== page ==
Fun vs. Anti-Fun
Players are much more likely to quit and never return over a mechanic that is annoying than they are to stay over a mechanic that is good and enjoyable. In many PvP type BBGs, there is a mechanic of stealing resources from another player. I have come to believe that this mechanic is flawed by design. Although it sounds great (and logical) to be able to take resources from another player (and to really screw them over), the anti-fun effect from the loser is far greater than the fun effect from the winner. Nobody enjoys logging in to see that their account has been thoroughly plundered. So, what is required is a system that allows a player to gain resources upon defeating another player, but does not take any resources from the player that lost. It does not seem logical, but I believe it is required to maintain user interest.
Positive and Negative Reinforcement
There have been many articles, such as this one (http://www.cracked.c...u-addicted.html) that discuss the idea of a skinner box (aka, a mechanic that sets up an addiction). I do not view this as a bad thing. Rather, players want you to set up mechanics that have them coming back for more. The positive reinforcement side of this is very rewarding, and players seek it. However, I have come to find the negative reinforcement tends to lead to behavior extinction (aka, players quit playing). If included, it must be used very sparingly. In BBG's, negative reinforcement is often ok in the beginning stages of the game (such as asking players to log in hourly to ensure their gold doesn't get stolen), but players quickly equate this to anti-fun, and do not return. See previous topic note.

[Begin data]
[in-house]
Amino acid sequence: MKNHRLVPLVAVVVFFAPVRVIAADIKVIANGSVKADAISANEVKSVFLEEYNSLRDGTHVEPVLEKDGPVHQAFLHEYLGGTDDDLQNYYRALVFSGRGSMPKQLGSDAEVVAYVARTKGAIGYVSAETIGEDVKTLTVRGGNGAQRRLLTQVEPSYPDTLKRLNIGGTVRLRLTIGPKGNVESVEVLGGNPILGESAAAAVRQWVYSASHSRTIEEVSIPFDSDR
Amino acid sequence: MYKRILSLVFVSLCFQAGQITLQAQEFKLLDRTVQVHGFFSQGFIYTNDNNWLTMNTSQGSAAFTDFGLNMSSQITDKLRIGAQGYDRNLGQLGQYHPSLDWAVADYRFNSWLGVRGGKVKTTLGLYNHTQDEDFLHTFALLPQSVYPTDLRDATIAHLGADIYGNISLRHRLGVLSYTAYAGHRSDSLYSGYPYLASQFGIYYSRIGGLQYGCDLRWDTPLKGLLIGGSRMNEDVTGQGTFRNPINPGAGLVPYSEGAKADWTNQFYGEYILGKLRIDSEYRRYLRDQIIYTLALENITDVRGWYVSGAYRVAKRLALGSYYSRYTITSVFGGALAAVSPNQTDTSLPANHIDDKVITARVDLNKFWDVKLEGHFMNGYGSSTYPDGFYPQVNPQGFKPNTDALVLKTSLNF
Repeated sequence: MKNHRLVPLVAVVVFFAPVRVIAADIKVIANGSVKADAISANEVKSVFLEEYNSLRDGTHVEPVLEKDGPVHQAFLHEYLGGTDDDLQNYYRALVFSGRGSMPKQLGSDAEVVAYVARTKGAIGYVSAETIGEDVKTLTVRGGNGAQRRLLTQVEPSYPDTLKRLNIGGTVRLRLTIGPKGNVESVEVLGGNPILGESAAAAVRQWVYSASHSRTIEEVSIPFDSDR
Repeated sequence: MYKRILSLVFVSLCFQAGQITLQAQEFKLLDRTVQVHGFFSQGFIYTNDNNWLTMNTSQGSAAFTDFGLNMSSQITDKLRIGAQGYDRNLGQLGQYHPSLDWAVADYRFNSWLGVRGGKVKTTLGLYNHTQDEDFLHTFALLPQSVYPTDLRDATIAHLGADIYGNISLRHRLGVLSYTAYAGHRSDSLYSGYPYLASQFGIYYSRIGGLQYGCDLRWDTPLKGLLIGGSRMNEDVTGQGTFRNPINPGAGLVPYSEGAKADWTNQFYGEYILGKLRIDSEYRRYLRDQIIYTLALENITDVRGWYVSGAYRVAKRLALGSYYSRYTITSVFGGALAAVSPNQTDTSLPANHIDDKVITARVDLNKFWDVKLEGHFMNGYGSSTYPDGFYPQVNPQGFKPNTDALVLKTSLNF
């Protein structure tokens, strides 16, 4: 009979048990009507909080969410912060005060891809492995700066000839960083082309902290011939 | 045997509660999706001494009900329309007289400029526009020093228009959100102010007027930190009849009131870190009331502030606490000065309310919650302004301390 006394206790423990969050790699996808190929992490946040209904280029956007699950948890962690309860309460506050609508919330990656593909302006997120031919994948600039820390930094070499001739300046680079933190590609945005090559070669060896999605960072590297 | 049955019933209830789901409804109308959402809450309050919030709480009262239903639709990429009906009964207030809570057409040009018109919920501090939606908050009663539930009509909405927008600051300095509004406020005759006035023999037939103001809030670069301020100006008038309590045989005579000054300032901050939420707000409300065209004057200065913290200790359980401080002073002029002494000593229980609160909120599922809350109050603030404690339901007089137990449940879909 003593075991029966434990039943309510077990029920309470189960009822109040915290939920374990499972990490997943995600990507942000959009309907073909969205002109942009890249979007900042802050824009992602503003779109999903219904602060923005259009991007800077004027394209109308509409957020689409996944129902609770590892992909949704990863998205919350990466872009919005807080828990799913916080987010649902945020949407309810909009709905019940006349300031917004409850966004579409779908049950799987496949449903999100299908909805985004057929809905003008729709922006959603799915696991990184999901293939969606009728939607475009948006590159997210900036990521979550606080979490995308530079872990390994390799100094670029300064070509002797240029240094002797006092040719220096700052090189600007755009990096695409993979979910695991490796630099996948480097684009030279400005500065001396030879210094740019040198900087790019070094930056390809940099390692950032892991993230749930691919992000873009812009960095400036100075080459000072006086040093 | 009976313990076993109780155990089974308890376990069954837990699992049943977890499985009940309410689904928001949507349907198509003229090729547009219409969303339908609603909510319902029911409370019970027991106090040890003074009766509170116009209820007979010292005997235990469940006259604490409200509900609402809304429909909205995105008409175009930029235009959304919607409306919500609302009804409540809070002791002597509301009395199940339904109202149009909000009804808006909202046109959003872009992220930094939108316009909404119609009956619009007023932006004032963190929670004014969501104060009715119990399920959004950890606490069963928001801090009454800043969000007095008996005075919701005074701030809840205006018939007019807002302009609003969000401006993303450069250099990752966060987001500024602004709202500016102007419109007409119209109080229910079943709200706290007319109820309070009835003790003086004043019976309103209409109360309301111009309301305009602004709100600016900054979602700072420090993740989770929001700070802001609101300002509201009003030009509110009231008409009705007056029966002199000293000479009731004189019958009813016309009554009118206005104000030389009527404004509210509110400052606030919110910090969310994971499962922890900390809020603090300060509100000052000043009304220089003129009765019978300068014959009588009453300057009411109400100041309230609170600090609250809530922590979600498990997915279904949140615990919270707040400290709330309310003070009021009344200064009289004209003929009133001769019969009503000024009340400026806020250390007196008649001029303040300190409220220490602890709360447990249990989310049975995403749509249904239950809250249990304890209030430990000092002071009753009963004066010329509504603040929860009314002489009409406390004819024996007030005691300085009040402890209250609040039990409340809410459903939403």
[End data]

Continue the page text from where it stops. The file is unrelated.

In all my game design experience, I have often been asked to develop better tools for communication with other players than I have for almost any other feature. They may call it factions, alliances, or whatever... but players crave this communication. In fact, I have almost come to value it as much as the gameplay itself. You only need to look as far as Facebook to see how high in demand this is.
Lots of Surprises